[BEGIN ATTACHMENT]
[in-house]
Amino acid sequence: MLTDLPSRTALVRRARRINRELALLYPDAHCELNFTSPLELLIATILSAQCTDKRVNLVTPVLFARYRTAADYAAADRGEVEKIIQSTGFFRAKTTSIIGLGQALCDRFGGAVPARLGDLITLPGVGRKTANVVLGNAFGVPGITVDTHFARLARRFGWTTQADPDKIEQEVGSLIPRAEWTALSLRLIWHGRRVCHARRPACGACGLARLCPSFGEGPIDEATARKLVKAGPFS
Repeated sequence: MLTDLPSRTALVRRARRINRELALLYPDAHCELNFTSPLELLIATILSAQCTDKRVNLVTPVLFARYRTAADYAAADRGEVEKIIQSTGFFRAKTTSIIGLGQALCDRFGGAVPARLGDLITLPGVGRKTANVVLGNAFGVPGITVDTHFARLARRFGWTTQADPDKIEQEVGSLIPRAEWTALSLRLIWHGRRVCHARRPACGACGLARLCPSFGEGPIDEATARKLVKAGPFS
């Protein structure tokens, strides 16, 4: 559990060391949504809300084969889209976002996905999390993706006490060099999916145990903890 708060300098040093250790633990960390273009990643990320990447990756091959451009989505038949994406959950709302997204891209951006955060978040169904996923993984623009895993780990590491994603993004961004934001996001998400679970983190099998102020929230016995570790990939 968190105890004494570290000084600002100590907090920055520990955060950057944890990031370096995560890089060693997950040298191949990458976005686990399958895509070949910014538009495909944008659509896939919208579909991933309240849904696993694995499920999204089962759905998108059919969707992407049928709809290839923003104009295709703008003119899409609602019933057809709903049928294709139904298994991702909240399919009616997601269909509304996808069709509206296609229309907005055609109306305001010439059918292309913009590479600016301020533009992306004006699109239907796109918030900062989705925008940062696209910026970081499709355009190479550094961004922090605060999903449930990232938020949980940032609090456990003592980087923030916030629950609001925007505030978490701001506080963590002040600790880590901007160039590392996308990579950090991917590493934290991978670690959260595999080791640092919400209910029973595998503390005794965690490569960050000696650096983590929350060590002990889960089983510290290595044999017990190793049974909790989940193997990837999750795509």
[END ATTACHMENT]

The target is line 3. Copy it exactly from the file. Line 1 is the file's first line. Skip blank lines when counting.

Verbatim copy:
Repeated sequence: MLTDLPSRTALVRRARRINRELALLYPDAHCELNFTSPLELLIATILSAQCTDKRVNLVTPVLFARYRTAADYAAADRGEVEKIIQSTGFFRAKTTSIIGLGQALCDRFGGAVPARLGDLITLPGVGRKTANVVLGNAFGVPGITVDTHFARLARRFGWTTQADPDKIEQEVGSLIPRAEWTALSLRLIWHGRRVCHARRPACGACGLARLCPSFGEGPIDEATARKLVKAGPFS